Let’s analyze this. Qur’an 9:5 has presents a grim choice: convert to Islam (”but if they repent and fulfill their devotional obligation and pay the Zakat, then let them go their way”) or be massacred.  The clause thus becomes rather coercive.  Qur’an 9:29 speaks of submission to Islamic rule via a humiliating tax. Can we assume that Esposito considers all this peaceful and tolerant Islam?
For Esposito’s sake, here is an up-to-date list of Qur’anic commandments. Fighting is demanded of the believers (2:216) — it is jihad in the cause of Allah (2:191; 2:193; 2:244; 8:39; 9:5; 9:73; 47:4; 66:9) against the powers of Satan (4:76), the unbelievers, the hypocrites (9:5; 9:73; 66:9), and the People of the Book (9:29).  The order for the believers is to smite their opponents’ necks (47:4; 8:12) and strike terror in their hearts (3:151; 8: 12; 8:60) for the sake of the hereafter (4:74).  (These opponents include the People of the Book [59:2]).  For this, the Mujahid will earn paradise (3:195; 9:72; 13:22-23; 47:4-6), where they will be rewarded with black-eyed virgins (44:51-54; 52:17-20; 56:22-24).  Above all, the believers earn the assurance that they are indeed not dead, but instead staying and living beside Allah (2:154; 3:169-171).
A concise summary of Esposito’s views concerning his book, Unholy War: Terror in the Name of Islam, can be found in his May 7, 2002 interview with Joanne Myers.  Israel and the U.S. are responsible for all ills in the Middle East: if only the U.S. would withdraw from the Middle East and Israel would disappear, then there would be no problem with radical Islam.  In response to the question concerning Islamic terrorism and jihad around the world, Esposito speaks simply: “Jihad means to be a good Muslim. It means to strive, the effort that it takes to be virtuous, to be a good believer. Jihad also means that in being a good Muslim you have the right and, indeed, the obligation to defend Islam and yourself if you are under siege, the struggle against an unjust government. This is a ‘just war.’”  (See also here.)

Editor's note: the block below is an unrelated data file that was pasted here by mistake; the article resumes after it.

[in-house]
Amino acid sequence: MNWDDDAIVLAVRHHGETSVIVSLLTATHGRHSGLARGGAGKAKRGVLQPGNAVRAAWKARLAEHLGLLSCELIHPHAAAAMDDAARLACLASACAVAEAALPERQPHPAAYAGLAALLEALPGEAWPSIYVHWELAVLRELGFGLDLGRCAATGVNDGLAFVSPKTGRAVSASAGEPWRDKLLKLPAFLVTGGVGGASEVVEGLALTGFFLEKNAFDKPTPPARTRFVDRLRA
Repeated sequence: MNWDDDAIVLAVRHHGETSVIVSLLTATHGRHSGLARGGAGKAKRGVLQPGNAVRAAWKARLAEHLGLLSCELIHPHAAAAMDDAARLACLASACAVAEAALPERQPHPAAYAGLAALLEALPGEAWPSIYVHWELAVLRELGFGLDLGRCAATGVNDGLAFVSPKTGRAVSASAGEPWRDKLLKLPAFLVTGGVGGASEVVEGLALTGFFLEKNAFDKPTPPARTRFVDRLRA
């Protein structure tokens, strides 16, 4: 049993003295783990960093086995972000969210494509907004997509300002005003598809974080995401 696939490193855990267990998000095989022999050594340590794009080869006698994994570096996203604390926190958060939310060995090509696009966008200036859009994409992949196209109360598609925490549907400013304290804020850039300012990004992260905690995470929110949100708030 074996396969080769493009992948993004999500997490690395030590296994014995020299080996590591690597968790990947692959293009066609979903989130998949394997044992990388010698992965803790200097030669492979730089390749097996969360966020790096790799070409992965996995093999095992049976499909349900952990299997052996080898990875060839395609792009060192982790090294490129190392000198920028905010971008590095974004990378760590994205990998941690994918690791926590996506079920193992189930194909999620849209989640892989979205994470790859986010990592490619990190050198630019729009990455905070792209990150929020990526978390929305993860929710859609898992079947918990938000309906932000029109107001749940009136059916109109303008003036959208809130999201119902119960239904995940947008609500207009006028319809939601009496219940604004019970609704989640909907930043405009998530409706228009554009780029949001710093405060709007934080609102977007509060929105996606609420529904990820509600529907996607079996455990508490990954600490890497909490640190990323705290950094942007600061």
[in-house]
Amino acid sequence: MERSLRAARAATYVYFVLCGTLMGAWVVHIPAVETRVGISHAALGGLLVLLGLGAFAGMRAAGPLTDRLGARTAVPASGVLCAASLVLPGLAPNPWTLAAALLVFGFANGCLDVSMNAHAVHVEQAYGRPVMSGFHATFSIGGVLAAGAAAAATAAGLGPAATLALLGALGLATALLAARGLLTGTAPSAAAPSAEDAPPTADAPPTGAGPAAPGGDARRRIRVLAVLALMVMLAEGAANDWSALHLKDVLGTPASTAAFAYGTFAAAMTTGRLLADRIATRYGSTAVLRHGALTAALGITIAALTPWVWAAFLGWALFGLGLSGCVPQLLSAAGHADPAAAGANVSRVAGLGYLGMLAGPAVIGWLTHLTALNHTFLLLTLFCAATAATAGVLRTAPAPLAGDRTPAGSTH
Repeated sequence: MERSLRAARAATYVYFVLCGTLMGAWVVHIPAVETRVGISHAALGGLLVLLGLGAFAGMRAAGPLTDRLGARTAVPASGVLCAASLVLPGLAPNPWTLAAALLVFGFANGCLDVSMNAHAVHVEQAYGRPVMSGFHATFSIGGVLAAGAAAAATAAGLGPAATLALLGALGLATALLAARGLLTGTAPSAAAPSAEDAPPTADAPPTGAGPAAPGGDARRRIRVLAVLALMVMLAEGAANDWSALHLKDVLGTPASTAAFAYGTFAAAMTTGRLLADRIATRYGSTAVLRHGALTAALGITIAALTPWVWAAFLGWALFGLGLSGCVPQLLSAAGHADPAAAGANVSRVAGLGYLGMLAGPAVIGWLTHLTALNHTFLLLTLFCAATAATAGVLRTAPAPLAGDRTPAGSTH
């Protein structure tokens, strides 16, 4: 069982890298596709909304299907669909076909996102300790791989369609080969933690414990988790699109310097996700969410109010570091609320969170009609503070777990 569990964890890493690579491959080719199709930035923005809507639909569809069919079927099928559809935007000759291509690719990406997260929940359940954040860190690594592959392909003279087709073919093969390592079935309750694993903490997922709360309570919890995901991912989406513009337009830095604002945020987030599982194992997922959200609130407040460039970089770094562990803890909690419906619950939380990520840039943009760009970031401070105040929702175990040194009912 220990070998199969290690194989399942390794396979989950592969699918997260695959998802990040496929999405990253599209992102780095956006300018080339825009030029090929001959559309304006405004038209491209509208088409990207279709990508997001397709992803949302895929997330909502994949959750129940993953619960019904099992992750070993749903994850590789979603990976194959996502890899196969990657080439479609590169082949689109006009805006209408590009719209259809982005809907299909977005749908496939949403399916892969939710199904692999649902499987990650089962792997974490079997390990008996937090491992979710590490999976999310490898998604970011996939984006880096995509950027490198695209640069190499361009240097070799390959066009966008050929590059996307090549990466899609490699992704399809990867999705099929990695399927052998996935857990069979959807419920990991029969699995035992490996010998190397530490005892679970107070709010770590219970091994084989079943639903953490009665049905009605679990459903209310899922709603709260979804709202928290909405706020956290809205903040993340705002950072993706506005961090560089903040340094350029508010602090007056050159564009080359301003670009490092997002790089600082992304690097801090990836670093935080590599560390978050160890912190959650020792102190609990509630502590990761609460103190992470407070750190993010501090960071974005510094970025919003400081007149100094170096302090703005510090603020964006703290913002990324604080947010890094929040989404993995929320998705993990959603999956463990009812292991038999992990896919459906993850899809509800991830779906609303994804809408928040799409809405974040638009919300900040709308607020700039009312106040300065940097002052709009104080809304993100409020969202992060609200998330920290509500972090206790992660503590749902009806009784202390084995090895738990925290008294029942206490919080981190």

According to Esposito, Islamic terrorism is not a problem, and instead of dealing with the real issues, Washington bothers itself with nonsense.  Worse, Esposito blames the U.S. for all the evils regarding the Middle East: the rise of Islamic radicalism in the West; the lack of self-determination, democratization, and human rights in the Middle East; the oppression by Arab and Islamic regimes of radical Islamic democratic opposition; and the worsening situation in the Arab and Islamic lands in the aftermath of the September 11 attacks.
John Esposito is happy to hold and express these opinions.  For his part, he believes that he “represents an alternative school of thought within American academia — what America is truly about, free speech, open dialogue, and a multiplicity of views.”  One can only hope that Esposito’s opponents similarly capitalize on America’s free speech to set the story straight.

David Bukay, Ph.D. is  at the School of Political Science, the University of Haifa.

Notes
i Muhammad Ibn Isma`il, al-Bukhari, Saheeh al-Bukhari, Lahore: Kazi, 1979, vol. 2 nos. 291-301. Ibn al-Hajjaj Muslim, Saheeh Muslim, Cairo: Dar al-Kitab al-Misri, n.d, Book 019, no. 4294.
ii Reuven Firestone. Jihad-The Origin of Holy War in Islam, Oxford University Press, 1999.
iii Paul Fregosi, Jihad in the West: Muslim Conquests from the 7th to the 21st Centuries.
iv Peter Hammond,  Slavery, Terrorism and Islam: The Historical Roots and Contemporary Threat

v
Ali Muhammad Khan, Islamic Jihad: a Forced Conversion, Imperialism and Slavery. New York: Universe, 2009. Sita Ram Goel, The Story of Islamic Imperialism in India, New Delhi: Voice of India, 1994.
vi Vahakn Dadrian, The Key Elements in the Turkish Denial of the Armenian Genocide: A Case Study of Distortion and Falsification, Cambridge, MA, 1999. Vahakn Dadrian, The History of the Armenian Genocide. Providence: Bergahn Books, 1997.